From seed to table-the Cayman food revolution

Jamie Oliver walks into a first grade classroom and goes up to a table display that is draped with a sheet. As he pulls the sheet away to reveal piles of fruits and vegetables underneath, you can hear gasps of horror ripple through the classroom.

Oliver is testing the waters with first graders by seeing how well they know their fruits and vegetables on his TV show “Jamie Oliver’s Food Revolution”.

“Who knows what this is?” Oliver asks, holding up a bunch of tomatoes.

He is met with silence. Then he holds up a ketchup container and everyone’s hands go up as the children all know their favourite burger condiment.

When the connection is made that ketchup is made from tomatoes, large eyes form and whispers start, along with a great sense of realisation of how ketchup came to be.

This isn’t just something that happens in the USA; this experiment has been done in schools in the Cayman Islands with similar results.

During the last few decades, food has become more and more industrialized, packaged and processed. Much of this food is unhealthy and is causing problems not only to our well-being but also to the well-being of the planet. Many of us, particularly children, have lost our connection with our food and where it comes from.

The challenge becomes how do you reach children to make sure they truly understand how vital good health and nutrition is?

There is hope: one way we are starting to see the connection again is through the innovation and dedication of teachers, administrators and students who have started schoolyard garden projects. The philosophy behind the garden projects is that by helping children learn the principles of gardening they become familiar with the many relationships and cycles within nature and develop an awareness of how the food they eat is affected by the way they treat the environment.

From their hands on experience in the garden they can learn the importance of eating healthy and nutritious food and also important life skills. The actual gardening itself brings health benefits like exercise, time spent outdoors in the fresh air, and a sense of well being.

These projects are becoming more and more common in towns across the USA all the way up to the White House and are gaining momentum here in the Cayman Islands with the newly launched Project Grow.

This isn’t just something for our youth to embrace. Gardening offers an “out of the box” approach that engages all of us to understand the direct relationship between the foods on our plate and its impact on our life. Gardening has continued to increase in popularity over the last 10 years. More and more people are picking up the gardening hobby and sticking with it for the joy it brings and the health perks as well.

There are daily articles and news reports about the threat to the health of the world by leading increasingly unhealthy lifestyles. This isn’t just a US phenomenon, it hits close to Cayman. Our citizens are becoming unhealthier, and though changes are being made on a school level with food standards for meals, we still need to make sure that families are educated and given tools that can help them take the steps to a healthier life. And why not make it fun? Gardens can be incorporated into homes easily, it is a great cost effective source for fresh vegetables and can lead to some wonderful family time.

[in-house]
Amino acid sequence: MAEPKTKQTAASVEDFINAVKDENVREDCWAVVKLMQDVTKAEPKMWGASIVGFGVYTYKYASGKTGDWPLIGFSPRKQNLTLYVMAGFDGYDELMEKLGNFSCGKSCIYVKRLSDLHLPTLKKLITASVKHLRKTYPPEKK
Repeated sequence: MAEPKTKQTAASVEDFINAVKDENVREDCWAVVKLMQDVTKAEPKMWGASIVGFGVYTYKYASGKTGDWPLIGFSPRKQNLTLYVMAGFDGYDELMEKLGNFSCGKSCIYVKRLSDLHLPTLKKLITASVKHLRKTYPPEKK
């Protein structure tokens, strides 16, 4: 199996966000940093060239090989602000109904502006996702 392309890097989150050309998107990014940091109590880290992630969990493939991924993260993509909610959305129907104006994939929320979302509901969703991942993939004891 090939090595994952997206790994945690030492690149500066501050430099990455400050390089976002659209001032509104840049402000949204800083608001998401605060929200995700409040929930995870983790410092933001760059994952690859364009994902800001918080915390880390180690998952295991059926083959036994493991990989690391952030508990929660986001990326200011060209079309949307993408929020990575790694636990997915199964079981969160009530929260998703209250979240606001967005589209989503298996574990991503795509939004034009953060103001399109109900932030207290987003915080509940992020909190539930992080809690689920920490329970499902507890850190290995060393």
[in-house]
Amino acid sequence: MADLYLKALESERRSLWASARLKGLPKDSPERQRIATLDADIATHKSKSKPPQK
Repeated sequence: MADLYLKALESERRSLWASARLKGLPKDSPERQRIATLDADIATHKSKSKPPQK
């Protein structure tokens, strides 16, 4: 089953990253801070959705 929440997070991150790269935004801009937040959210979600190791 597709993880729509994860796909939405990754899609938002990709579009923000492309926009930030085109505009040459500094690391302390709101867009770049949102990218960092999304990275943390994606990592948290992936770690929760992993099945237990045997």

Here are just a few of the ways gardening can improve your physical and mental health.


Gardening can actually be a nice, low impact work out. Weeding or cultivating can burn around 200 calories an hour. Doing more strenuous garden work such as clearing weeds or hauling rocks can even burn as much as 600 calories per hour. Experts suggest that even low-to-moderate intensity activities, when done for as little as 30 minutes a day, brings cardiovascular benefits.

Working in the garden can also be a form of strength training and build endurance and flexibility. An article in the August 2005 issue of Reader’s Digest suggests that between edging and raking the lawn, walking back and forth to the mulch pile, pulling weeds, digging holes, and planting seeds, gardening uses all of the major muscle groups.


Eating fresh fruits and vegetables every day is one of the most important things you can do for your health. Research continues to show that there are many essential nutrients in fresh fruits and vegetables that may protect you from cancer, high blood pressure, heart disease and type II diabetes. Eating a diet with lots of fresh produce also gives you more energy; helps reduce weight gain, and may even reduce the effects of aging.


Finally, spending time in nature reduces stress. Horticulture Therapy is a new area of study that has even found that just viewing nature can have stress-reducing benefits. Gardens can be planted with stress reduction in mind, using soothing colours and scents. Studies have also found that working in the garden helps people who are sick recover more quickly.

A garden can be an escape from the pressures of a job or other responsibilities. For many people, a garden is their own little piece of nature. This kind of sanctuary can help lower blood pressure, reducing the risk of heart disease.